In addition, there's the increased acquisition cost -- no matter what a NAS vendor tells you. Buying hard drives and sticking them into a server costs less than a networked storage device. However, keep in mind there is more to the cost of a device than simply acquiring it.
How the device scales and how much it costs to scale it could be considered a con. Some devices have a maximum number of spinning disks they support; some do not support expansion shelves, and the cost to upgrade to a bigger model can sometimes be substantial.
There are some scenarios where adding NAS would not be advantageous. Some questions to ask that will help you decide if NAS is a good fit include:
- Do you have the resources to cover the care and feeding of a new NAS device?
- Does your network span multiple locations with sub-T1 (1.5 Mbps) up and downstream bandwidth between them (the cable company's internet is normally 768 upstream, and DSL is roughly the same)?
If so, moving data into a central location on a NAS may create network bottlenecks. Just think about how long it takes to upload that 20 MB PowerPoint over your home ISP, then think about the number of people in your offices trying to do that on the same wire at the same time.
Another situation where you may want to hold off on deploying NAS in your environment is if your data growth is less than 15% yearly. You should consider how much valuable data you are actually storing. Some businesses use the same documents repeatedly and don't really increase the amount of useful line of business data by much. Fifteen percent is the magic number I've seen in the small to midsized business (SMB) space, however, your situation may vary. Given the three-year depreciation lifecycle of a device, 15% of 2 TB yearly is approximately 1 TB (300GB/year).
The advantages of NAS
The advantages of having networked storage are rather straightforward. NAS devices are relatively easy to maintain, offer "set and forget" configurations and some even offer "phone home" services where the device alerts the vendor when a part needs servicing. Many of today's entry-level NAS devices even have redundant components allowing for failover and hot swap of key components.
NAS devices integrate into a wide variety of environments rather easily, allowing multiple, simultaneous access from disparate computing platforms (Windows, Linux, Apple, etc.) using a myriad of file sharing protocols (NFS, CIFS, etc.). Adding capacity is easier, too, as most NAS vendors only require a short downtime window to plug in new shelves of disks. And, for the most part, there are no specialized skills required to run a NAS device.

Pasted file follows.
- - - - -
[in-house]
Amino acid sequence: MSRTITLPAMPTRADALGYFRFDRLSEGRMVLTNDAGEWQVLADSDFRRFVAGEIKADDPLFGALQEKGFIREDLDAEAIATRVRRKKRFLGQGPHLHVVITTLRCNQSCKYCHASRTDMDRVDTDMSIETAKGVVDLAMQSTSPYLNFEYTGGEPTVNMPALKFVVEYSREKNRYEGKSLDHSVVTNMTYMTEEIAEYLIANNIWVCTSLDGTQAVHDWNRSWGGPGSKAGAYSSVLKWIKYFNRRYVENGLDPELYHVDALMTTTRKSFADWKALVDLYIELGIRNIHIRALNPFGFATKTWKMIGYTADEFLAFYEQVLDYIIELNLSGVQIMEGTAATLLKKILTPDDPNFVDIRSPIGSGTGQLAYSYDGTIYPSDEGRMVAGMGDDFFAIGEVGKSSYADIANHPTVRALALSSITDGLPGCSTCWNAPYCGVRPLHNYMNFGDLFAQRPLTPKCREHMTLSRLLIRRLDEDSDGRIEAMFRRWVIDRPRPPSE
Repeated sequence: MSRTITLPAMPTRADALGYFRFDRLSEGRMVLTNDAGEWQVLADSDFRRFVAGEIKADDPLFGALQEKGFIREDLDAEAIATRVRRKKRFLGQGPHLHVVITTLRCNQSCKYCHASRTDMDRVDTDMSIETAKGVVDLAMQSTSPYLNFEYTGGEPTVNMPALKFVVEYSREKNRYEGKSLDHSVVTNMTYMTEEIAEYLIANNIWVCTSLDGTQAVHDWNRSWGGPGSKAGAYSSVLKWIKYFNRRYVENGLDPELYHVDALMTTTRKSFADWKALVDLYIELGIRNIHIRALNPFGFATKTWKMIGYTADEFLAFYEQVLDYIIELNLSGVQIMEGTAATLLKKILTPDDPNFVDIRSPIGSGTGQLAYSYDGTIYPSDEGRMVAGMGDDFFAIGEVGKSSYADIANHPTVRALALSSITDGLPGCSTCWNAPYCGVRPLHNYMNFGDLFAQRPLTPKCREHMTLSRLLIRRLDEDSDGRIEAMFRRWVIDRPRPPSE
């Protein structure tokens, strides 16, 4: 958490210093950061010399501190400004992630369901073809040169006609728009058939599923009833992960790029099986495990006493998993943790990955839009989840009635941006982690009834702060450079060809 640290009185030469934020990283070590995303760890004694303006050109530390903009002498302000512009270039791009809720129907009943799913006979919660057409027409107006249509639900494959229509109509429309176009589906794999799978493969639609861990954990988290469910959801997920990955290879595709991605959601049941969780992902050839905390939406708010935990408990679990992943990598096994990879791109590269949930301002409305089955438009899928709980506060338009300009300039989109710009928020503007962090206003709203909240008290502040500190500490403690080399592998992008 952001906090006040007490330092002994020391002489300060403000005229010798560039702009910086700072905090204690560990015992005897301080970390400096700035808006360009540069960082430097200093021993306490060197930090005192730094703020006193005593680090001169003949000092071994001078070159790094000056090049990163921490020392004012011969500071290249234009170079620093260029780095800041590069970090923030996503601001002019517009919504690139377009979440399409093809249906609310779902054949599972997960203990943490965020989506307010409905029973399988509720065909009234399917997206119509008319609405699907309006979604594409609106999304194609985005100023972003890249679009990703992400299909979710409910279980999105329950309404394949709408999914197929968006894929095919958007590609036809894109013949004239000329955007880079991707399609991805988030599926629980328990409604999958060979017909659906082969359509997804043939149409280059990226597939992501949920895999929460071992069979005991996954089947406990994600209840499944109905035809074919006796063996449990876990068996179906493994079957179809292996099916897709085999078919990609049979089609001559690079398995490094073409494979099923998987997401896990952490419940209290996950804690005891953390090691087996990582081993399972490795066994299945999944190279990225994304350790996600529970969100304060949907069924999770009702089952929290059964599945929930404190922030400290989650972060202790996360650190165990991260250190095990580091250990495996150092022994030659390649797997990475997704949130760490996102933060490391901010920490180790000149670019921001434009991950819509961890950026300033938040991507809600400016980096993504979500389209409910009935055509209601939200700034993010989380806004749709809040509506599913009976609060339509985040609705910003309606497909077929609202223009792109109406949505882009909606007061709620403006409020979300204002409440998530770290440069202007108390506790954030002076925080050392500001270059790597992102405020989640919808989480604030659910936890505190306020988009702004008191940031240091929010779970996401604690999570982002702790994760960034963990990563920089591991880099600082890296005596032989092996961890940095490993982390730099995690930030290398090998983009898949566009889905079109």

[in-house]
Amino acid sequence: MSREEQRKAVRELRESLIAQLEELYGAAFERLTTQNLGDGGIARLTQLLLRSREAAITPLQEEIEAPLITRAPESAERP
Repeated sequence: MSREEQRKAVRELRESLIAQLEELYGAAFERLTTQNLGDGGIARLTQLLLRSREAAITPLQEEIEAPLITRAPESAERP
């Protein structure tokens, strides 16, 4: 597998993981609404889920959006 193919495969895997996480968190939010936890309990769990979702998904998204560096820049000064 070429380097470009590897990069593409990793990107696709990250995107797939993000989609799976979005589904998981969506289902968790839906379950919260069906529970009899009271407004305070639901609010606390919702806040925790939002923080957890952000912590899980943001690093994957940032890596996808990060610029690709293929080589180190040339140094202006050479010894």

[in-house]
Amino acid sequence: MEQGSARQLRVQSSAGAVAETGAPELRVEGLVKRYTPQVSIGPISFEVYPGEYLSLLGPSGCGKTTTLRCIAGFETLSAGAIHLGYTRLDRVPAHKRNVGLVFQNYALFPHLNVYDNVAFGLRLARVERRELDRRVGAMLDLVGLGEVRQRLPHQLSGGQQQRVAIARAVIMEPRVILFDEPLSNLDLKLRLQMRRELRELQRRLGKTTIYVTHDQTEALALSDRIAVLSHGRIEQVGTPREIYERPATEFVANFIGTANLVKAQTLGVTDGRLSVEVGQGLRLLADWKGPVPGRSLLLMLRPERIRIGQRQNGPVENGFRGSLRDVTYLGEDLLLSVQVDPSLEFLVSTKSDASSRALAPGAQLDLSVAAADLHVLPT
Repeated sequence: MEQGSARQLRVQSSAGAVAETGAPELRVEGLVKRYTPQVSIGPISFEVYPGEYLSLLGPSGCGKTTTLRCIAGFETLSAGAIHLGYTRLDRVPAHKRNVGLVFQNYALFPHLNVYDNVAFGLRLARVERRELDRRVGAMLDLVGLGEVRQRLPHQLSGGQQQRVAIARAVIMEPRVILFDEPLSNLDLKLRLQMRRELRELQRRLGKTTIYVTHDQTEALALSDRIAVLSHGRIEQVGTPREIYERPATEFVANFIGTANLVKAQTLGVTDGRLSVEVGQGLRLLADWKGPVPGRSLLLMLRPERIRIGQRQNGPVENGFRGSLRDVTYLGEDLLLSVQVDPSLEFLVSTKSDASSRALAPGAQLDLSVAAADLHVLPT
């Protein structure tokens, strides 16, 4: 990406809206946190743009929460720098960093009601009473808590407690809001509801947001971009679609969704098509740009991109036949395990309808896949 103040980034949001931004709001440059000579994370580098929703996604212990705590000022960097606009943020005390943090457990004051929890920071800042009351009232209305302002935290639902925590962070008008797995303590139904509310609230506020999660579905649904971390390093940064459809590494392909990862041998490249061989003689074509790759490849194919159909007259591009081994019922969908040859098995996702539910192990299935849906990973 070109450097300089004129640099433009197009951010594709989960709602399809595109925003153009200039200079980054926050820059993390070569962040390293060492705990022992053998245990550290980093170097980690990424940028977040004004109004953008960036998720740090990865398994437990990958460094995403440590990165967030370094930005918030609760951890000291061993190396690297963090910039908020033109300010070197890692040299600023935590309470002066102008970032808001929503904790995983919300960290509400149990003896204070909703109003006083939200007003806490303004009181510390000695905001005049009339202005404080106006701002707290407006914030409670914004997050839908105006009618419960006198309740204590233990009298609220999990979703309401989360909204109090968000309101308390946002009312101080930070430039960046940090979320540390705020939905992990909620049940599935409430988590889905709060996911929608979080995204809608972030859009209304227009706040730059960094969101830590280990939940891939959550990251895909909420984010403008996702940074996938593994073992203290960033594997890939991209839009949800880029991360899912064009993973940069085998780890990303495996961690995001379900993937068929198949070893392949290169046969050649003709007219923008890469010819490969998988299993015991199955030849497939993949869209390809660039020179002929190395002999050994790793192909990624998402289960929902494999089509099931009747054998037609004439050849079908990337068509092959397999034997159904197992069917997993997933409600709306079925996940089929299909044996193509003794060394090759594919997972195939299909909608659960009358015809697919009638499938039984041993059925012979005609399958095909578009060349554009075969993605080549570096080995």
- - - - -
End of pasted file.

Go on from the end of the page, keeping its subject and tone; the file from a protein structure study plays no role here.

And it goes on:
You should seriously investigate deploying NAS when you have valuable data assets exceeding 2 TB on hard drives throughout your network. If you spend more than 20% to 30% of your time tending to localized storage needs, you should put acquiring NAS on your shortlist for the next quarter. You can make far more effective use of your time by centralizing your important data assets, eliminating time-consuming touch points and centralizing your ability to implement controls on your data.
Most of today's NAS devices come in minimums of 2-plus TB. If you only need 1 TB or so, SMB-level NAS really won't fit your needs. There are prosumer-grade NAS devices currently on the market that would better serve your needs, such as the Buffalo Technology TeraStation, Data Robotics Inc. Drobo and products from Iomega (now owned by EMC Corp.).
If you plan to implement production server virtualization, then networked storage is a must. Virtualization technologies love networked storage, and your virtualized infrastructure will become much more robust when it is backed by a NAS. Networked storage opens up the world of VMotion (the process of migrating a virtual machine from one host to another without downtime), as well as high-availability (HA) clustering (a la Microsoft Clustering Services), allowing you to realize the full potential of a virtual infrastructure.
About the author: Tory Skyers is a senior systems engineer for Prudential Fox & Roach Realtors, an independently owned and operated member of The Prudential Real Estate Affiliates Inc. He frequently speaks at conferences such as Storage Decisions and also contributes regularly to SearchStorage.com's blog called Storage Soup.
This was first published in October 2008